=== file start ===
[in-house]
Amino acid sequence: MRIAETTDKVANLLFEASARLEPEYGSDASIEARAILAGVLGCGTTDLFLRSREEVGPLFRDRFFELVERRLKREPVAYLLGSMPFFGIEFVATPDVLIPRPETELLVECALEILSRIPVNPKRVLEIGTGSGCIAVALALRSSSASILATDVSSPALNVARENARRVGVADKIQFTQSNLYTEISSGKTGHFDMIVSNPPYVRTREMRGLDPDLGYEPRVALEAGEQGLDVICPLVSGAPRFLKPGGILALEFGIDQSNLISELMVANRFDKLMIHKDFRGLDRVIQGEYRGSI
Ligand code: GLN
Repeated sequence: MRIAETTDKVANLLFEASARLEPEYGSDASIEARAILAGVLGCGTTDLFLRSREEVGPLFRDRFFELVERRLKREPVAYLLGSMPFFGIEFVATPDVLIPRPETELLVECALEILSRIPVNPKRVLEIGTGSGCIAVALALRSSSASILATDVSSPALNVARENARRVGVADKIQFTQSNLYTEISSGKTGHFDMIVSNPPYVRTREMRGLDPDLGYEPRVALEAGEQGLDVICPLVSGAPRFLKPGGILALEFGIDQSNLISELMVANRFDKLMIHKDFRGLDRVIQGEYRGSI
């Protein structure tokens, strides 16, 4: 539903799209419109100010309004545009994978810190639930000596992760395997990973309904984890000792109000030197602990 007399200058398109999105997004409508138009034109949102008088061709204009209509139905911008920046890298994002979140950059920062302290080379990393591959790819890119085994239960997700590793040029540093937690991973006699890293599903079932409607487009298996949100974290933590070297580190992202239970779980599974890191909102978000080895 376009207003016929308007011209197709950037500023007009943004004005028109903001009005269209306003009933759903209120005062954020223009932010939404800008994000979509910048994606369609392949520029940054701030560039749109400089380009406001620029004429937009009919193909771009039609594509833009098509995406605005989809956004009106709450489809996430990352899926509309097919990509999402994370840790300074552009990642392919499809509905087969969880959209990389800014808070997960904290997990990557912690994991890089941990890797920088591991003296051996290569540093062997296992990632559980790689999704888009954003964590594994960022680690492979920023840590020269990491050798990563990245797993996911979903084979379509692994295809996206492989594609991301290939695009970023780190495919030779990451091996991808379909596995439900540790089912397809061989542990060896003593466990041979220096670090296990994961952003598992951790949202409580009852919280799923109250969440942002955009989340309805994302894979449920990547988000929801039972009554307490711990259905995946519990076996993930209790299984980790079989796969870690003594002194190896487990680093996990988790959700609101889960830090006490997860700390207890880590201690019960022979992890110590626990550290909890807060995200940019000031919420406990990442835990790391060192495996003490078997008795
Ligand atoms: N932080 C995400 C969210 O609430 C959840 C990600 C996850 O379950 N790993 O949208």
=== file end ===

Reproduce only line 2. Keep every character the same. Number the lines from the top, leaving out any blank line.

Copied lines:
Amino acid sequence: MRIAETTDKVANLLFEASARLEPEYGSDASIEARAILAGVLGCGTTDLFLRSREEVGPLFRDRFFELVERRLKREPVAYLLGSMPFFGIEFVATPDVLIPRPETELLVECALEILSRIPVNPKRVLEIGTGSGCIAVALALRSSSASILATDVSSPALNVARENARRVGVADKIQFTQSNLYTEISSGKTGHFDMIVSNPPYVRTREMRGLDPDLGYEPRVALEAGEQGLDVICPLVSGAPRFLKPGGILALEFGIDQSNLISELMVANRFDKLMIHKDFRGLDRVIQGEYRGSI